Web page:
Worker Classification Determines Workers’ Compensation
During the end of the 2010s, more and more employers have shifted their workers away from being full employees to being contractors or part-time staff. Ostensibly this is done to save on overhead, but the fallout for workers is very real. Connecticut law does not guarantee workers’ compensation benefits to anyone except employees, and even some employees can wind up excluded. In addition, it is not uncommon for an employer to (intentionally or unintentionally) misclassify workers as independent contractors in order to duck out of paying more for workers’ compensation. If you are in this type of situation, contacting an attorney is always a good idea, because each case is different.
Connecticut law requires all employers to carry workers’ compensation coverage if they have 1 or more employees (though household employees like nannies or maids who work less than 26 hours per day are excluded), and this is rigidly enforced – failure to carry the appropriate amount of coverage is punishable by fines that can climb into the thousands of dollars. Employees who are injured on the job can, by submitting the relevant forms, apply for workers’ compensation benefits from your insurer, receiving medical care and lost wage benefits if the claim can be processed appropriately.
An employee has the right to receive workers’ compensation benefits, while an independent contractor or a so-called “1099 employee” (someone who receives a Form 1099 to use in their taxes, as opposed to a W2) does not, with rare exceptions. Connecticut law differentiates between the two by evaluating the “existence or nonexistence of the right to control the means and methods of work.” In other words, employees are those who must contend with more direct control from an employer, while an independent contractor has more leeway in the style and manner of how they perform their job.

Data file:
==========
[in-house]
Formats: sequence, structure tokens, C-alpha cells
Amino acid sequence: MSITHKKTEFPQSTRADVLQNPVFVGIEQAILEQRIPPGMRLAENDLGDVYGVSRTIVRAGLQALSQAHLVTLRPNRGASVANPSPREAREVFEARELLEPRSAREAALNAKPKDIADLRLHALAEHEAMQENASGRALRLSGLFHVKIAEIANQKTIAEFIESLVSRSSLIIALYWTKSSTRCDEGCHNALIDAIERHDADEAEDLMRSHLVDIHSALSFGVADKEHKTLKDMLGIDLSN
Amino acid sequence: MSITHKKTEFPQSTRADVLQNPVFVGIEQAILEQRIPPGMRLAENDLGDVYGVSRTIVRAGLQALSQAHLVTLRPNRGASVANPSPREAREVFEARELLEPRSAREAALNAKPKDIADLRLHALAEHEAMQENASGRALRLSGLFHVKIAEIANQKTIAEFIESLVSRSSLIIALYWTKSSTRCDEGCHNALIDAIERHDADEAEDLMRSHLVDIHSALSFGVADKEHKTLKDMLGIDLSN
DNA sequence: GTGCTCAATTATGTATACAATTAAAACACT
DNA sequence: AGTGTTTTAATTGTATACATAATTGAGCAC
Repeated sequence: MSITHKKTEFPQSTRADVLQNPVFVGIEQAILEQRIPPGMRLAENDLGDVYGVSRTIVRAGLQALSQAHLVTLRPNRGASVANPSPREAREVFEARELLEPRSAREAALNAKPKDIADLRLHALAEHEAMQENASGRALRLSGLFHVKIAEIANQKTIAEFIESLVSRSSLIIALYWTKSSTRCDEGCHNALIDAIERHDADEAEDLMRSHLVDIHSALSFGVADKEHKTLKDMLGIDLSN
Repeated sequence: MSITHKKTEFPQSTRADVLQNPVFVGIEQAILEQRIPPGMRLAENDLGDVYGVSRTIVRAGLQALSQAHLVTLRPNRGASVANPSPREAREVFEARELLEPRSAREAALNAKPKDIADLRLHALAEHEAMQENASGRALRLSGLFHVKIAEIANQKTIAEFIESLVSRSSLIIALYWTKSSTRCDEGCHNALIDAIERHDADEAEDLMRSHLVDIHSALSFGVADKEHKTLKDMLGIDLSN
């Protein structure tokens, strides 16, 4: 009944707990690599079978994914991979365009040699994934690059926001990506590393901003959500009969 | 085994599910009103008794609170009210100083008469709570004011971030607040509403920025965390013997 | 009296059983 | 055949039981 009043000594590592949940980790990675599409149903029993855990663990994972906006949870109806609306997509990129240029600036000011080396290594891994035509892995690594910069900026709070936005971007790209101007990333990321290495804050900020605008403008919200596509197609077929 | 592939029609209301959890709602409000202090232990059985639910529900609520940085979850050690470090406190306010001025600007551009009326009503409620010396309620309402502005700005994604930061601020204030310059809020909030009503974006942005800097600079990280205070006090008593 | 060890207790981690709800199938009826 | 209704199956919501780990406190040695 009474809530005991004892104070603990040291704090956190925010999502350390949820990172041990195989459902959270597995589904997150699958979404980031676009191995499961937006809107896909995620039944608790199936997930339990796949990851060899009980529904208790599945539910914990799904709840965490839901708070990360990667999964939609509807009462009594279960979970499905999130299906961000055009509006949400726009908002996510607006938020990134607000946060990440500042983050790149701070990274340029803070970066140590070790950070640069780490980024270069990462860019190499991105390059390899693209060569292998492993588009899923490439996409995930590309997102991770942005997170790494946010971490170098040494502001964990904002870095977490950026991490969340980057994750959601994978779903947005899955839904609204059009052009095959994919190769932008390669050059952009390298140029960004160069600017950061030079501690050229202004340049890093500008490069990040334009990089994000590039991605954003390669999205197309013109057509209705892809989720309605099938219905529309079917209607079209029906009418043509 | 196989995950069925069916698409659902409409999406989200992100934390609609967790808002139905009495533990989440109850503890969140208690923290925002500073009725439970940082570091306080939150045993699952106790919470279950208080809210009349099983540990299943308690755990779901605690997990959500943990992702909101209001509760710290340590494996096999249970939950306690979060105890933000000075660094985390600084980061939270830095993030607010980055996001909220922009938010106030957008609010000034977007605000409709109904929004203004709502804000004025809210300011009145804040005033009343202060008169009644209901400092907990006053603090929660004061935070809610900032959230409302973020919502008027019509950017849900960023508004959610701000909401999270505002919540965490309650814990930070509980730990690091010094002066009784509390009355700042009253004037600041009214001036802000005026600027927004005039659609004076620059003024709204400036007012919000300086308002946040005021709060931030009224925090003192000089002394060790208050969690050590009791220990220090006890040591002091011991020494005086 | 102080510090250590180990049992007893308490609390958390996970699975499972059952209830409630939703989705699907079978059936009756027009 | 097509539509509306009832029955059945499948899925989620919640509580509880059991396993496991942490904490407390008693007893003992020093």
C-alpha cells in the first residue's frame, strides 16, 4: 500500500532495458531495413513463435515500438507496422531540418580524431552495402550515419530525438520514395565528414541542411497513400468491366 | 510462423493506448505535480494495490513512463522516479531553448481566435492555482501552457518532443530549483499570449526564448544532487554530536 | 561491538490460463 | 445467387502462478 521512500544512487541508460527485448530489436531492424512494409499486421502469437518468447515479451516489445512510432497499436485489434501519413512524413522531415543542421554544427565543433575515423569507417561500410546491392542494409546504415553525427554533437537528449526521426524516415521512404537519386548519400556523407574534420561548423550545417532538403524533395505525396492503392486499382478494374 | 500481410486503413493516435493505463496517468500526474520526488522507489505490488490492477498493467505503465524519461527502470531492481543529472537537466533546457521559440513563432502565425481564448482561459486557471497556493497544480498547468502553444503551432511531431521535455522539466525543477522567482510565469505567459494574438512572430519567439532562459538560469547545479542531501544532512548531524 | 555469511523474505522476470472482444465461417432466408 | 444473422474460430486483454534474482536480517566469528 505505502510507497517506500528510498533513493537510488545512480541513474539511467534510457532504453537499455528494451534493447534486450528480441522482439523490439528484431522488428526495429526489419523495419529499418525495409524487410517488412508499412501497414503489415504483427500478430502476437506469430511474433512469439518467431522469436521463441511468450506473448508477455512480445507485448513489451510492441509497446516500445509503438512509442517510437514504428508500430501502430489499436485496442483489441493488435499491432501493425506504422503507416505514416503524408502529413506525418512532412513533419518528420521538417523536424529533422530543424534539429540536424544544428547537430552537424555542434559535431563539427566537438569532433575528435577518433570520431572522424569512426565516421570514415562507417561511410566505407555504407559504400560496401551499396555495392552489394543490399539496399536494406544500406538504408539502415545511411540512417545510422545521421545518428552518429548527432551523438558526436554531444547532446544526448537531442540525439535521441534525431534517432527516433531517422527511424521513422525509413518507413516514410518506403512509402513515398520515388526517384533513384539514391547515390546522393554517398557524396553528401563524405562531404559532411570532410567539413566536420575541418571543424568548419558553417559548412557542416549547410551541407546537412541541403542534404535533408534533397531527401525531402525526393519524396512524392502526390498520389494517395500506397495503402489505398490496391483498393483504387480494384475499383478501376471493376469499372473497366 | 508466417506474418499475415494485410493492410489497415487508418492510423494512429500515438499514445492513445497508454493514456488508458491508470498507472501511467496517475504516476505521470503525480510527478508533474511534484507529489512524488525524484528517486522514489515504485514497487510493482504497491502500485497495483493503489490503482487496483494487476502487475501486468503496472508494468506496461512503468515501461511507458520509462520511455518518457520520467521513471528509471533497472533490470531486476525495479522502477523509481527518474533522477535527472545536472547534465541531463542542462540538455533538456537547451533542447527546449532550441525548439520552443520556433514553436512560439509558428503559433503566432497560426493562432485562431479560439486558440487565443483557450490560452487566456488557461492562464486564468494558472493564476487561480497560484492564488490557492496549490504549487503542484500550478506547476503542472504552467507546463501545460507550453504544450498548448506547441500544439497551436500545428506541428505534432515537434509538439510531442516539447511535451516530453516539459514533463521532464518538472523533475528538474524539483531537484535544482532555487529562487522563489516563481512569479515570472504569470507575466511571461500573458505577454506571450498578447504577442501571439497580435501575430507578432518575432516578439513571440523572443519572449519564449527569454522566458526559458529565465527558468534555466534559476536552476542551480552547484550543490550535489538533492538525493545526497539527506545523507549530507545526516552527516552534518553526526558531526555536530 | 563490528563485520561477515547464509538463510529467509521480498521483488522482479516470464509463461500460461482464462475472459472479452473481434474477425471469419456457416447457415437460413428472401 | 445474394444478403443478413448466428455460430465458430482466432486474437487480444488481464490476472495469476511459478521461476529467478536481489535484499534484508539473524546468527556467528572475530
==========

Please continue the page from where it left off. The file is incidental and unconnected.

There are several factors that must be considered in determining a worker’s status, such as whether the employer pays the worker a salary or hourly rate, whether the employer has the right to directly discharge the worker or not, and whether or not the employer provides any materials or equipment required to perform the work, among others. Most classification matters are fairly straightforward – but it is sadly common for employers to deliberately misclassify employees as independent contractors, especially if doing so would allow them to avoid potentially hefty workers’ compensation bills.
If you need workers’ compensation benefits and you believe you have been classified wrongly, you may be able to seek redress under Connecticut’s Employee Misclassification Act. Since 2010, it has been a Class D felony to misclassify employees as independent contractors in order to defraud the state or to pay lower workers’ compensation insurance. In addition, your employer may be fined $300 per day per violation for every day of misclassification – if your misclassification is not addressed quickly, the amounts can add up very fast as well.
Call A Connecticut Workers’ Compensation Attorney
If you are an employee at a company, you are entitled to certain benefits, including workers’ compensation and medical care if you are hurt on the job. However, misclassification can take that away from you. Do not be afraid to try and hold your employer accountable – the Stratford workers’ compensation attorneys from the Morizio Law Firm can be a good first step toward deciding how best to proceed. Contact our offices today either via our website, or on the phone at 866-225-9496, for a free consultation.